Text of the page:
This 1978 Datsun 280Z is among the nicest I have seen in the classic market recently, and there is much to like. The listing suggests it has been maintained utilizing a “cost is no object” philosophy, and the seller includes a comprehensive collection of invoices and receipts tracking every aspect of the fifteen years it has spent in their care. That further accentuates the desirability of a car wearing a badge that has been one of the recent stars of the classic market. Their price is far from being considered pocket change and sits well above the market average. That will probably limit the number of potential buyers, but it only takes one for this Datsun to find a new home. Are you tempted to be that person?


  1. Nevada1/2rack Nevada1/2rack Member

    Nicely kept, as is the 1600 Roadster he’s also selling (“..a great package deal on both..”) https://phoenix.craigslist.org/evl/cto/d/phoenix-1969-datsun-1600-roadster/7712097821.html
    But the bumpers always took away from the lines of the car, which was a shame.
    I’m sure there’s a few somebody’s out there that knows how to fix that, and I would in a New York Minute.

    Like 8
    • Peter_W

      Replacing the factory railroad ties with earlier 240-260Z blade style bumpers is a snap. The tough part is finding decent bumpers to do the swap. I have this car’s twin in my garage and was lucky enough to find NOS bumpers online (20 years ago). They’re totally worthless as bumpers, but look a million times better. I think you can still find fiberglass ones and I’ve even seen $tainless $teel repops advertised. The procedure is available on popular Z sites

      Like 0
  2. angliagt angliagt Member

    Very nice,but for that price I’d rather have a nice 240Z.

    Like 8
  3. Gtoforever

    Always liked these, but not over 50 k worth.
    Time will tell.

    Like 7
  4. Daniel

    103,000 miles for $54,000??? That price is totally insane. He must think the thousands he spent on repairs add to the total price? If anyone pays over $20,000 they are fools, and even that is ambitious.

    Like 12
    • Pete

      I agree . I spent nothing near 54k for my 78 hls

      Like 0
  5. Greg

    Some sellers think their car is worth 10 times insanity.

    Like 5
    • KC

      Barrett Jackson prices……Nahhhhhh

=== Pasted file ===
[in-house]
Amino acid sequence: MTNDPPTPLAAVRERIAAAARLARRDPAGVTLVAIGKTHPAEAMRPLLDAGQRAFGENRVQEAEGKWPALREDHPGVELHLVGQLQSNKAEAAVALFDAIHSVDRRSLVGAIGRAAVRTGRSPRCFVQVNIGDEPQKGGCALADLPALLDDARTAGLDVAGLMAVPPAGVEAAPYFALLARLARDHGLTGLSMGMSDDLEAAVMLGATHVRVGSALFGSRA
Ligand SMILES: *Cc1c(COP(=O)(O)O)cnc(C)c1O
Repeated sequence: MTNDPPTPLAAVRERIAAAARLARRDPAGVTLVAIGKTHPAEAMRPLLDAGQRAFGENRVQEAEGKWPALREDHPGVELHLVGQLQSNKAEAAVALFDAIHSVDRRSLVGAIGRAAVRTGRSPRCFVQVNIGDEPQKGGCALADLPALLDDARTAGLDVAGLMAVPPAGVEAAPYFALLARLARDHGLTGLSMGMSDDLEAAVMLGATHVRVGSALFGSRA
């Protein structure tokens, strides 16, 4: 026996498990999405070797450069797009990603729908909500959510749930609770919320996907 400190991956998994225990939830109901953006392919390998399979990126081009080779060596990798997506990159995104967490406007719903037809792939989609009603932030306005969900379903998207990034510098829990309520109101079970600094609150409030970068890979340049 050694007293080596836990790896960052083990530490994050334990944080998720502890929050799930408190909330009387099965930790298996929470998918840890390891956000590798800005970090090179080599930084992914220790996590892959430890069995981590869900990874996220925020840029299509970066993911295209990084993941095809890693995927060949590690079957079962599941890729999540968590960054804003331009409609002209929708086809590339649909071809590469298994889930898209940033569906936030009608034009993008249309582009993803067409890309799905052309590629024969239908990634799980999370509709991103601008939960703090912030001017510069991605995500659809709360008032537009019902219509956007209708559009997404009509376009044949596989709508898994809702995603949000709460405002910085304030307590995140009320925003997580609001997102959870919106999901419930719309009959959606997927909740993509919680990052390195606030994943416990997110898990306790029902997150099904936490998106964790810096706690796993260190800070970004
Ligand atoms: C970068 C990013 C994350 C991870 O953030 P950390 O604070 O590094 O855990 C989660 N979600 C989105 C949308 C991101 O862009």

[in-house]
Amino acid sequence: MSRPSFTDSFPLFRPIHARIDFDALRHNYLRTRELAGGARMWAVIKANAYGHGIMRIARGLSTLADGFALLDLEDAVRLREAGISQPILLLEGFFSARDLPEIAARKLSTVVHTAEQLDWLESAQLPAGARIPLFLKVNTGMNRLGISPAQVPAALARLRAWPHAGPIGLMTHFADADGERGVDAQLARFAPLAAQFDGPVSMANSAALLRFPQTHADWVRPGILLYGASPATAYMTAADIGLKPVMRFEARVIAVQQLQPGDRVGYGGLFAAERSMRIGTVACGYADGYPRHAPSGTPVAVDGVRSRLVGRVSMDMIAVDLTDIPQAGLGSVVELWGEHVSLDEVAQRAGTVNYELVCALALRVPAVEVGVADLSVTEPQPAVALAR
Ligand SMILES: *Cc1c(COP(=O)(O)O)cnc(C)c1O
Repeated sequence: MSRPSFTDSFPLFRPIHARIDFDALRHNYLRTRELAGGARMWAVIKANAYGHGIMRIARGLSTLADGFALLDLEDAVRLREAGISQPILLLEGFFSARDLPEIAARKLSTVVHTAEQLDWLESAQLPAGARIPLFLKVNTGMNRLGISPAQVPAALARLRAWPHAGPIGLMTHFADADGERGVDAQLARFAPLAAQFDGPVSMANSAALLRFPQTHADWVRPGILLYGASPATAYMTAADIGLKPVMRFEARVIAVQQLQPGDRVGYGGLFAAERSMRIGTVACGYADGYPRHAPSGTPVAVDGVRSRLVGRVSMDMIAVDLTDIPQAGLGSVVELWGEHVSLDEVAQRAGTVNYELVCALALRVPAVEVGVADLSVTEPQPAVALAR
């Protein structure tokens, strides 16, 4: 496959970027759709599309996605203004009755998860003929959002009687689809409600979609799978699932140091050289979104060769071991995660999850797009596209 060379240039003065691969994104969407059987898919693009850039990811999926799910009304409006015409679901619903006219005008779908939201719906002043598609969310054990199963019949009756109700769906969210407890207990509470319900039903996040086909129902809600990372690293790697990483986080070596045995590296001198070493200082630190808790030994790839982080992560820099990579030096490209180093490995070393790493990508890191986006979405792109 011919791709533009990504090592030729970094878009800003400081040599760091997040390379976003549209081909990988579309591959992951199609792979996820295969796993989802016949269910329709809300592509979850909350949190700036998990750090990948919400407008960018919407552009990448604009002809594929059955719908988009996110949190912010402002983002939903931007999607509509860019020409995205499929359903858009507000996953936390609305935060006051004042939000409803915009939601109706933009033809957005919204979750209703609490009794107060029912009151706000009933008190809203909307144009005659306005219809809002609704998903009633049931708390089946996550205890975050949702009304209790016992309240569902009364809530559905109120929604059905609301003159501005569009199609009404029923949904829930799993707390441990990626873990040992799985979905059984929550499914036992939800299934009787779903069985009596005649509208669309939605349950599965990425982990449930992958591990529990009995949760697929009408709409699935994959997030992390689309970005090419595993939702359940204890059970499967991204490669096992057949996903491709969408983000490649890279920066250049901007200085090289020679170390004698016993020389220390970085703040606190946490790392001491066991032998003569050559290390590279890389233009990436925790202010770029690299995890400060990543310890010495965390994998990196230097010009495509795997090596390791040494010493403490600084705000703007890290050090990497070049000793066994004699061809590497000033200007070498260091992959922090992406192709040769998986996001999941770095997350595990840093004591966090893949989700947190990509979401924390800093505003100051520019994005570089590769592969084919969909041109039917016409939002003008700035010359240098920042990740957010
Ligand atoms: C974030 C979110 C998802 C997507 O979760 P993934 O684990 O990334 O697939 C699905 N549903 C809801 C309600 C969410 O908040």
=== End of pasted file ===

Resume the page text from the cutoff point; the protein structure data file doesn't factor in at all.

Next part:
Like 4
  6. KC

    Asking Barrett Jackson prices,,,,,Nahhhhhh

    Like 3
  7. Eric B

    The comments regarding price are definitely dead on for this one. This would sell for less than half the asking price on Bring another Thousand. Where most things over overpaid for, but not quite as bad as the TV auctions.

    Like 5
    • Dave

      I have a 1978 280z with similar miles, condition. Paid $8,000 many years back. Third 78 I’ve owned. Not sure why but it’s more fun than many other higher end, faster sports cars i have driven. Imho.
      That being said, i have it insured for $28,000 (by choice) (Haggerty ). But yeah not 50k. It’s not a 240z. 240z typically bring this type of coin but not the 280z. It is beautiful tho.

      Like 2
  8. V12MECH

    It’s very nice.Maybe if mileage was 13,000. Big bumper car. But too much money. Get a very nice 240/260 and gas money left over.

    Like 3
  9. stillrunners stillrunners Member

    That’s a stunning price…….

    Like 1
  10. bob

    one of the best cars i ever owned.

    Like 0
    • Mitch Martin

      I ve owned three ‘78s through the years . First one I bought new in 1978. Two silver ones were 5 speed and the sky blue was a 4 speed . A previous own of the blue one, had the computer chip removed , or had it replaced with a chip that opened up the engine. I was brave enough to get it up to 150 mph and still had pedal leftover.

      Like 0
    • Kelly D Raulston

      I have a 76 280Z with 350 original miles, and the car has never had license plates installed. It still has the original trip permit in the rear hatch window. Garaged it’s entire life and from original owner.

      Like 1
      • Neil R Norris

        A nice time capsule. Do you sit in a lawn chair and stare at it? Make vroom noises? What’s the point is my question?

        Like 2
      • Eric B

        Cameron Frye’s father’s Ferrari comes to mind. “He never drives it, he just rubs it with a diaper”.

        Like 0
  11. HoA Howard A Member

    Well, it finally happened. Watching TV auction, a pristine ’70 240Z sold for more money than a ’63 Corvette roadster, TWICE! The Z went for $70 GRAND, the Corvettes went for around $55-$60,000. That’s history in the making, folks.

    Like 0
  12. Mark K

    Back in the 80’s, I had a silver ’76 280Z . Sold it for $800… [sniff, sniff, whine]

    Like 0